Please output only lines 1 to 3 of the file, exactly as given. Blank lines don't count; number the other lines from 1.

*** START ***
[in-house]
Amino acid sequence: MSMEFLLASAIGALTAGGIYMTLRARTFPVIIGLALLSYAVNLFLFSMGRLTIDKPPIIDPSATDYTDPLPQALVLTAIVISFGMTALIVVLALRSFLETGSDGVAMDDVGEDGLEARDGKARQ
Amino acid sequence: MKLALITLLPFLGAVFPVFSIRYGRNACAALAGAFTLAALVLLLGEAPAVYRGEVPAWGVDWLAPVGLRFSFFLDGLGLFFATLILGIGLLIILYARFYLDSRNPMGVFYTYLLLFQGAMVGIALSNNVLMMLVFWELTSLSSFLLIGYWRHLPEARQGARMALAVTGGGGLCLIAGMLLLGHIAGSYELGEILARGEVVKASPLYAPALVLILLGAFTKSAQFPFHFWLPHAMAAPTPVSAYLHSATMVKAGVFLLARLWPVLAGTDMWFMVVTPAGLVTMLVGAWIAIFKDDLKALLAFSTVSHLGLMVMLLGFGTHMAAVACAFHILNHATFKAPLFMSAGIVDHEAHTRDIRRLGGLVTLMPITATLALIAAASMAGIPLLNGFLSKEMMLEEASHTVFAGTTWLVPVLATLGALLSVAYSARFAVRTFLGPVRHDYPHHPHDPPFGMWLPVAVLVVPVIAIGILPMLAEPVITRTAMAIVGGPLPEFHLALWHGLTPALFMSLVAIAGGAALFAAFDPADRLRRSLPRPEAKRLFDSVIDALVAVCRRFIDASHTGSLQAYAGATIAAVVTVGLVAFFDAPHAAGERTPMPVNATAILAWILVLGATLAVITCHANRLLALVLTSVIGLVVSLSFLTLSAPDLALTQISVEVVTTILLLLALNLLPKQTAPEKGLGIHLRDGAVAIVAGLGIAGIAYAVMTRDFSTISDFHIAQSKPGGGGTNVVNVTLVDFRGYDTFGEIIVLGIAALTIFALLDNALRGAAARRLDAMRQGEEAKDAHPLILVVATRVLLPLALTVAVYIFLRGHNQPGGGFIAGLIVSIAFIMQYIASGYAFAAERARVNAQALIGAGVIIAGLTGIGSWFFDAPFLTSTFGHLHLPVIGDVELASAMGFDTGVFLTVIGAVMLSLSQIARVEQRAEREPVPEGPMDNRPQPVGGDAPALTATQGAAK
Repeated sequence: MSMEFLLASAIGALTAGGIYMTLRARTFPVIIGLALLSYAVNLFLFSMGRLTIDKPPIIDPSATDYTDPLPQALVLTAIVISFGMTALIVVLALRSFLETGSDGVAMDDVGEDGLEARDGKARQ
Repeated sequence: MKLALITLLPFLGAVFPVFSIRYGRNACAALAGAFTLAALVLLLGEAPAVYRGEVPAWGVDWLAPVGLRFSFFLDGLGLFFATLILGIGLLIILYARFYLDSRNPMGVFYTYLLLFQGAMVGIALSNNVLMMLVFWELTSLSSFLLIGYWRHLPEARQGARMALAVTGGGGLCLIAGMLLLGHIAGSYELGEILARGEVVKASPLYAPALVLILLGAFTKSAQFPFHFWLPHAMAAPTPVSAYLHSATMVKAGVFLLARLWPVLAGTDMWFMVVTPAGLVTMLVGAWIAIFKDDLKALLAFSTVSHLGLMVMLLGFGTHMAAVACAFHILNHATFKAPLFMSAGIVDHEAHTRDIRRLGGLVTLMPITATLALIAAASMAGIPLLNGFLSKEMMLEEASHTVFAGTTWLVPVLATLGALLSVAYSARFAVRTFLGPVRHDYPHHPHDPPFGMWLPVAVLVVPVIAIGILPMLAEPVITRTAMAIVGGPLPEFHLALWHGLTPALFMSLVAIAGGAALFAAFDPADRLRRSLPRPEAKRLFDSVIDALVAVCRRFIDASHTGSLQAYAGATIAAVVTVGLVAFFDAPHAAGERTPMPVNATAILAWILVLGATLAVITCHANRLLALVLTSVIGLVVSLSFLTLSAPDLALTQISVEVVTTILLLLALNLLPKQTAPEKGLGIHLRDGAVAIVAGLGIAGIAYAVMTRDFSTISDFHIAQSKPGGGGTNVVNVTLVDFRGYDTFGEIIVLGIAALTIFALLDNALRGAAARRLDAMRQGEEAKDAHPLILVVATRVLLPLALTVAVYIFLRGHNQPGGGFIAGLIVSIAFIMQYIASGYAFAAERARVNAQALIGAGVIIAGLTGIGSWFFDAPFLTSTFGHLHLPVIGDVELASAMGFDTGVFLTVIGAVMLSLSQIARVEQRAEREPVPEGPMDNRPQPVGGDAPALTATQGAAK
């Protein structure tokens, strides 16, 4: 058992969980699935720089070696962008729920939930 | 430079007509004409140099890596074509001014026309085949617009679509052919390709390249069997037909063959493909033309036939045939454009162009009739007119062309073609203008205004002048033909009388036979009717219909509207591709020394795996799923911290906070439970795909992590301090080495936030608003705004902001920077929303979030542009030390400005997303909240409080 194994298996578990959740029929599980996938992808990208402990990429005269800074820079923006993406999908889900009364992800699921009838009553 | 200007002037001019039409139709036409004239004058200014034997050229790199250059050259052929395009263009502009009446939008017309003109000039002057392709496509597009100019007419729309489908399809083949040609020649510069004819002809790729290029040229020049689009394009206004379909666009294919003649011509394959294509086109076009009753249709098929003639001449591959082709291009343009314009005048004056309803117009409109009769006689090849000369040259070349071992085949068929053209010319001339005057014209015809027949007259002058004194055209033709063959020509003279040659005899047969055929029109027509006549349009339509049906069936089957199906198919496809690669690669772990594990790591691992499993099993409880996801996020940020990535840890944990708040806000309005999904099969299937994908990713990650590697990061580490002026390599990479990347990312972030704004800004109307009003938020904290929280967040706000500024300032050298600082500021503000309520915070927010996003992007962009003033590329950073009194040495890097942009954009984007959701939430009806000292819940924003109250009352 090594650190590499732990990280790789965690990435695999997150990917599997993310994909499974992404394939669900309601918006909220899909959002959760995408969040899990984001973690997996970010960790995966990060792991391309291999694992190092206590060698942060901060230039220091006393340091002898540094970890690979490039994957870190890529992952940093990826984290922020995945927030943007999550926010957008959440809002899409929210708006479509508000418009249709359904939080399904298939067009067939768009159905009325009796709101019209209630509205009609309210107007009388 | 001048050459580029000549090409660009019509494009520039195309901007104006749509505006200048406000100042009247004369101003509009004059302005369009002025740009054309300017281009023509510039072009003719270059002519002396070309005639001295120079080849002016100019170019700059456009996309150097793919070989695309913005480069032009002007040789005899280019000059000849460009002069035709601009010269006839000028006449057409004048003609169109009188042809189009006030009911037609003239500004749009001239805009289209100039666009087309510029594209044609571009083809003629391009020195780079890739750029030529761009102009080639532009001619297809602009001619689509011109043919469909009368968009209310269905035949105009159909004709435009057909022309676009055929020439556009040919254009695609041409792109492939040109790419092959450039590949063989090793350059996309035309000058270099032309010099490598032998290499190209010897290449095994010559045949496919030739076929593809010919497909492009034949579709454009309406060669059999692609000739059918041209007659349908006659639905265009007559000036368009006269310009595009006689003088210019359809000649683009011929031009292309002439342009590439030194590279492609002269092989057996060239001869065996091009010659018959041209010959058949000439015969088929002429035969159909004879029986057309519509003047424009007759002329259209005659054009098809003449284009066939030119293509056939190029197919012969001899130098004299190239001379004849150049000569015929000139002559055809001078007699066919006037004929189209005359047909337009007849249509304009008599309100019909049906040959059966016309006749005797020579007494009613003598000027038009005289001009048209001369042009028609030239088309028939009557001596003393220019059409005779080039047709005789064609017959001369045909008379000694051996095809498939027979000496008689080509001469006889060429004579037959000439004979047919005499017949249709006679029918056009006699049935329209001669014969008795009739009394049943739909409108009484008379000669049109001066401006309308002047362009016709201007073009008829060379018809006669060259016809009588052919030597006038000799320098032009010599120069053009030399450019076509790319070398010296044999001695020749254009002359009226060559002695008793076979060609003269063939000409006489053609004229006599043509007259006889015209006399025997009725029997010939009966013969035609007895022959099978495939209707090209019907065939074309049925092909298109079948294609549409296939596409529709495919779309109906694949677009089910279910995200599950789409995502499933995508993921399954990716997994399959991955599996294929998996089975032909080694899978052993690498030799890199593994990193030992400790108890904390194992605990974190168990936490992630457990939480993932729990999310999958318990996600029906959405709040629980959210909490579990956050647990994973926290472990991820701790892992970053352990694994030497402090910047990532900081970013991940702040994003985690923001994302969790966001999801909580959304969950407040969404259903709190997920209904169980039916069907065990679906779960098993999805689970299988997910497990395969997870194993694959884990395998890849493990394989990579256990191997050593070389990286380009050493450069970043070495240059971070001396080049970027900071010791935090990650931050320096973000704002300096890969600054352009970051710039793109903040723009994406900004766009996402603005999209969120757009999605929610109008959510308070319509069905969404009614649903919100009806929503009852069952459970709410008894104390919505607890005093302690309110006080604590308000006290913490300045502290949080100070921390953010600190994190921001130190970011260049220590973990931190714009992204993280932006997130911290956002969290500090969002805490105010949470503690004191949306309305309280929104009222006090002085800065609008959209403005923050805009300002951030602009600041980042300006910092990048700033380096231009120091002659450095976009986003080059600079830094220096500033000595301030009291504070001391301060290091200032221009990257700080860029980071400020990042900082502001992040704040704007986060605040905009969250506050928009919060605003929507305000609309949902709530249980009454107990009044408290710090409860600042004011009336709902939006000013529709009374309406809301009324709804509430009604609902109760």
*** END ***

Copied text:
[in-house]
Amino acid sequence: MSMEFLLASAIGALTAGGIYMTLRARTFPVIIGLALLSYAVNLFLFSMGRLTIDKPPIIDPSATDYTDPLPQALVLTAIVISFGMTALIVVLALRSFLETGSDGVAMDDVGEDGLEARDGKARQ
Amino acid sequence: MKLALITLLPFLGAVFPVFSIRYGRNACAALAGAFTLAALVLLLGEAPAVYRGEVPAWGVDWLAPVGLRFSFFLDGLGLFFATLILGIGLLIILYARFYLDSRNPMGVFYTYLLLFQGAMVGIALSNNVLMMLVFWELTSLSSFLLIGYWRHLPEARQGARMALAVTGGGGLCLIAGMLLLGHIAGSYELGEILARGEVVKASPLYAPALVLILLGAFTKSAQFPFHFWLPHAMAAPTPVSAYLHSATMVKAGVFLLARLWPVLAGTDMWFMVVTPAGLVTMLVGAWIAIFKDDLKALLAFSTVSHLGLMVMLLGFGTHMAAVACAFHILNHATFKAPLFMSAGIVDHEAHTRDIRRLGGLVTLMPITATLALIAAASMAGIPLLNGFLSKEMMLEEASHTVFAGTTWLVPVLATLGALLSVAYSARFAVRTFLGPVRHDYPHHPHDPPFGMWLPVAVLVVPVIAIGILPMLAEPVITRTAMAIVGGPLPEFHLALWHGLTPALFMSLVAIAGGAALFAAFDPADRLRRSLPRPEAKRLFDSVIDALVAVCRRFIDASHTGSLQAYAGATIAAVVTVGLVAFFDAPHAAGERTPMPVNATAILAWILVLGATLAVITCHANRLLALVLTSVIGLVVSLSFLTLSAPDLALTQISVEVVTTILLLLALNLLPKQTAPEKGLGIHLRDGAVAIVAGLGIAGIAYAVMTRDFSTISDFHIAQSKPGGGGTNVVNVTLVDFRGYDTFGEIIVLGIAALTIFALLDNALRGAAARRLDAMRQGEEAKDAHPLILVVATRVLLPLALTVAVYIFLRGHNQPGGGFIAGLIVSIAFIMQYIASGYAFAAERARVNAQALIGAGVIIAGLTGIGSWFFDAPFLTSTFGHLHLPVIGDVELASAMGFDTGVFLTVIGAVMLSLSQIARVEQRAEREPVPEGPMDNRPQPVGGDAPALTATQGAAK